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Coccidiosis in Backyard Chickens

Backyard chickens in Polk County are very popular.  Everyday more people are raising chickens on their property. It is important for anyone that is raising or is planning to raise birds to always verify their local ordinances. Whether it is just as a hobby, for egg production or for meat production, having chickens in our homes will teach us about animal behavior, nutrition, and health.

What is Coccidiosis

Chickens, as well as any other animals, can get sick. It is our job to maintain our animal’s health to avoid possible disease. One of the most common disease in backyard poultry flocks is coccidiosis. Coccidiosis is an intestinal parasitical disease caused by a protozoan named Eimeria ssp. Coccidia is most likely to be present wherever chickens are being raised. Outbreaks for coccidiosis may be mild to severe. Adult chickens develop immunity to the disease. However, to create this natural resistance it is important to manage the flock correctly. To achieve this, we must know the life cycle of Eimeria ssp. and have a biosecurity program to prevent infections. Eimeria ssp. transmission occurs when non-infected chickens ingest the oocyst (eggs) of the parasite present in contaminated feces. These feces can be in dirty waterers, feeders, and any area where chickens are present. After ingestion this oocysts hatch, invade the intestinal tissue causing damage. In the intestine the parasite creates more oocysts that are released in the feces and the cycle repeats itself.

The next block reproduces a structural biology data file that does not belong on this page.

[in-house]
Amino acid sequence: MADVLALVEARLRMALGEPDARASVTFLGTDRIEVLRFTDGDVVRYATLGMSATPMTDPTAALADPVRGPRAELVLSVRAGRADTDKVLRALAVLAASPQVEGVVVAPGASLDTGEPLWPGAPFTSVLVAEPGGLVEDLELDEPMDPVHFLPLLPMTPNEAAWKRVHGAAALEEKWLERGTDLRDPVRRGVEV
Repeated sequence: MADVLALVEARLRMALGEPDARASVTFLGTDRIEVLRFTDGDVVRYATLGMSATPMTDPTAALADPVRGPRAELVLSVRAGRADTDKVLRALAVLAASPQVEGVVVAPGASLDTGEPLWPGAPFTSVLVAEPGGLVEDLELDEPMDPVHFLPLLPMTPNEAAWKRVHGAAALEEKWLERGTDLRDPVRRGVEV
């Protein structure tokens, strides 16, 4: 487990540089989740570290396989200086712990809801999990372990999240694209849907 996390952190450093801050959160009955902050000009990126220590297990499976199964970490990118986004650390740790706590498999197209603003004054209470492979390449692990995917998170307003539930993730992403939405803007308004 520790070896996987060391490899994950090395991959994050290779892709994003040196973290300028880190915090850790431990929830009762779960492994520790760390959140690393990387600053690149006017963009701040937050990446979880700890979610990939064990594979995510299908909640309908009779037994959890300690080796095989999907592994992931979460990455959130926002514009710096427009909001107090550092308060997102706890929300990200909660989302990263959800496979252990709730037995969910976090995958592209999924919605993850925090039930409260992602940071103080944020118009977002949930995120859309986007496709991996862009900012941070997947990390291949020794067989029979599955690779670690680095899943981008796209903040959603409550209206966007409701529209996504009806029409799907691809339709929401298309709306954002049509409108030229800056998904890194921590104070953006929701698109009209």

Bloody feces is a symptom of coccidiosis in chickens. Photo credit: backyardchickens.com

Symptoms to look for

Coccidiosis symptoms may include weight loss, blood in feces, diarrhea,  drop in egg production and high mortality in severe cases. Biosecurity is extremely important to prevent coccidiosis infections.

Prevention is key

Maintain areas (coops,  cages, yards) where chickens are present clean with good ventilation to avoid having hot and humid conditions where the parasites thrive. Always wash your hands before and after managing chickens to avoid spreading disease between birds. Always quarantine new birds for at least 30 days before adding them to the flock. Likewise, if you suspect that one of your animals is sick, separate it to avoid any possible transition. Never use borrowed equipment from your neighbors unless you don’t have any other choice, and if this is the case, disinfect the equipment before and after handling your chickens.

Remember, it is always cheaper to prevent coccidiosis rather than treat the disease. If you need treatment, coccidiostats can be added to the feed of chickens and there are vaccines currently available. Always consult a veterinarian when using medication.

Final remarks

Coccidiosis is one of the most common diseases in backyard chickens. Knowing the life cycle of Eimeria ssp. is essential if we want to prevent the transmission of this disease. A good biosecurity program will prevent the disease and is our responsibility as poultry keepers to promote healthy environments for of our birds. All in all, raising chickens can be rewarding, but precautions must be taken to avoid infectious diseases such as coccidiosis. For more information on backyard poultry production, please call the UF/IFAS Extension Polk County at 863-519-1049 or send me an email at lrodriguezrosado@ufl.edu

Further information:

https://edis.ifas.ufl.edu/publication/AN239

https://edis.ifas.ufl.edu/publication/PS029